[Viewpoint] Looking back to look forward

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[Viewpoint] Looking back to look forward

As a country, we Koreans have overcome countless fears.

There are five major fears that contemporary Koreans have experienced. These are: the fear of losing one’s home country, the fear of war, the fear of absolute poverty, the fear of suppression and the fear of relative poverty.

Different generations have experienced these fears with different degrees of intensity. People in their 70s and older remember the fear of losing their homeland, those over 60 will remember the fear of the Korean War. People in their 50s and older have experienced the fear of absolute poverty, those who are younger probably have a fear of suppression and a fear of relative poverty.

Most of Korea’s presidents have fought against the fears of their time, and we Koreans are fortunate that they have.

Syngman Rhee fought for the nation’s independence and established a liberal democracy. Park Chung Hee liberated Koreans from extreme poverty, while Kim Dae-jung and Roh Moo-hyun contributed to promoting human rights and freedom. After democracy in Korea took root and began to flourish, Lee Myung-bak was elected president because voters were largely dissatisfied with the threat of relative poverty,

There are many lessons to be learned from our previous presidents. And all countries struggle with the question of what the most urgent task of today is, based on a nation’s experiences of past fears. While the debates continue, it is necessary to create an environment in which our past experiences can be properly recorded and considered. The Republic of Korea has little more than six decades of history. It is impossible to discuss the nation’s present and future based on the direct experiences of contemporary generations alone, because they have yet to fully digest history.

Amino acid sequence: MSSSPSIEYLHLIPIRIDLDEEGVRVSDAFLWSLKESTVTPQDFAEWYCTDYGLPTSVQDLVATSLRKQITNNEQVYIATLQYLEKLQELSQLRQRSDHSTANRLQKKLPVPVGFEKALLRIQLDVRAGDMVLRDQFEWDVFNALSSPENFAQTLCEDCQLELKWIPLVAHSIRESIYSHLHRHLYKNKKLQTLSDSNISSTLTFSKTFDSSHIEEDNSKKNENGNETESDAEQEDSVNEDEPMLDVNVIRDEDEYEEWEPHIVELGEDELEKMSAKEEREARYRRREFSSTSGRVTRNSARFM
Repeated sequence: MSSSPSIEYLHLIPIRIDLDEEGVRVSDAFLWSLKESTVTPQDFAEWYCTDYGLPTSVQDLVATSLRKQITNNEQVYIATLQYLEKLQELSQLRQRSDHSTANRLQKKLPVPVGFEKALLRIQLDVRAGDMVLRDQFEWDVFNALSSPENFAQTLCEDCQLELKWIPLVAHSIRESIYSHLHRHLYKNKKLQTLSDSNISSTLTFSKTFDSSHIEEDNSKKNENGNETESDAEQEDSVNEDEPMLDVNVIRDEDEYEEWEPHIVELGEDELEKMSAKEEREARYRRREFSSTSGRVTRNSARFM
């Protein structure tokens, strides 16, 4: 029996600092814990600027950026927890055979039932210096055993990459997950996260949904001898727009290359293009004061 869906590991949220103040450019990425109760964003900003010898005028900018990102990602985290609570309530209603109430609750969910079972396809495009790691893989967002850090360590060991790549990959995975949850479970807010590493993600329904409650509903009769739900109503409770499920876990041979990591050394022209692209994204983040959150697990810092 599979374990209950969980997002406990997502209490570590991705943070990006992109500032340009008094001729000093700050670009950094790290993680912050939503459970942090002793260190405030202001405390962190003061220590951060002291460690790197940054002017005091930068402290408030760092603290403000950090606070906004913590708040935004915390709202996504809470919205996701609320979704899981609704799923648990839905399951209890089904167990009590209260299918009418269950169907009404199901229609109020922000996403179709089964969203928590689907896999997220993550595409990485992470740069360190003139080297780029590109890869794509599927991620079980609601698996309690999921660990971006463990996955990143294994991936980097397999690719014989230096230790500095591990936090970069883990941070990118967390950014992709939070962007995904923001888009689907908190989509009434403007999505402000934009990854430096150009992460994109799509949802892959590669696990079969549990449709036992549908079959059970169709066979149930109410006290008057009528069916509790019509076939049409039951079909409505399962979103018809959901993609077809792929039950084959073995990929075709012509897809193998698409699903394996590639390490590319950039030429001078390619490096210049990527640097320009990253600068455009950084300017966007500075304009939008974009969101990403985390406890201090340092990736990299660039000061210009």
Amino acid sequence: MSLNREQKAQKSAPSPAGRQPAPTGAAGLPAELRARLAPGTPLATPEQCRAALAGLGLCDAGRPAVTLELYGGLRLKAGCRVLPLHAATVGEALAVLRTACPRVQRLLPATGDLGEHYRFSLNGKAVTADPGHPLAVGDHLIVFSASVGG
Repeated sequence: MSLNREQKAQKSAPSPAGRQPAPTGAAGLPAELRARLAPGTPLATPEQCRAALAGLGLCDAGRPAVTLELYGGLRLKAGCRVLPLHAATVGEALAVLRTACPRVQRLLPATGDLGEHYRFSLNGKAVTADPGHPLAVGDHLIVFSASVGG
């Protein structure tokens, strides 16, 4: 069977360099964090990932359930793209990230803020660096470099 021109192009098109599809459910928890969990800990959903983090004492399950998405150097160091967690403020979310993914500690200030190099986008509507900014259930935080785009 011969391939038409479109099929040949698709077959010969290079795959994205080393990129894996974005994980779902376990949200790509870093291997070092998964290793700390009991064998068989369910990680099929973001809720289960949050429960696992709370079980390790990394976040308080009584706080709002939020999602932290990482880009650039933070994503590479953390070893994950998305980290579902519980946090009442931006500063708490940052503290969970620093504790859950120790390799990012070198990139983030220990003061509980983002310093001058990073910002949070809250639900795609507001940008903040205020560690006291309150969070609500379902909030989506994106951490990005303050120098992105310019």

That brings up questions about presidential memorial halls. Do we have a proper memorial hall for Syngman Rhee? What about the Park Chung Hee Memorial Hall, for which plans have dragged on for the past seven years?

Ironically, the history of Korean presidential memorials goes from present to past. During his presidency, Roh once attempted to build a memorial inside a university campus, but gave up the plan. After his death, plans to build a memorial for Roh have resurfaced.

The Kim Dae-jung Library in Yonsei University and the Kim Dae-jung Convention Center in Gwangju have already been built, and they are serving similar purposes as presidential memorials for Kim. Meanwhile, public discussions about building a second Kim Dae-jung Convention Center in Gwangju have been reignited.

In Geoje, South Gyeongsang, a groundbreaking ceremony for the Kim Young-sam presidential memorial hall was held this spring.

But aside from these examples, plans for the construction of memorials for other former presidents have been stuck, and mired in debate.

In particular, the plan to build a memorial hall for Park has been stalled for some time. On the eve of the 1997 presidential election, Kim Dae-jung, who was still a presidential candidate, pledged to build a memorial hall for Park, and a memorial foundation for Park was launched in 1999. Since then, the project has been on hold; a decision cannot even be made about its name. Over the decade, the foundation, the central government and the Seoul Metropolitan Government have engaged in fierce debates about the memorial. Meanwhile, fights have also continued among supporters of Park and the opposition.

Seven years ago, work began on a memorial hall for Park at a remote site in Sangam-dong, Seoul, but construction was stopped and the site has since been abandoned. The project was then changed into a plan for the Park Chung Hee Memorial/Library. Because the facility will mainly serve as a city-run library, its function as a presidential memorial hall has become secondary.

Kim Hyeon-gyeong, the head of a coalition of civic groups who oppose the hasty construction of a Park Chung Hee memorial, laments the situation. “The total area of the building is 1,540 pyeong (5,091 square meters). Of that area, the library will occupy 480 pyeong, while the memorial hall will occupy 360 pyeong,” Kim said. “Will it ever be possible to display the vast amount of records on Park’s 18-year rule of this nation?

“The site has a parking lot large enough to accommodate just 15 cars. It is simply illogical to build a memorial hall for Park in such a remote site.”

*The writer is an editorial writer of the JoongAng Ilbo.
Translation by the JoongAng Daily staff.

by Noh Jae-hyun
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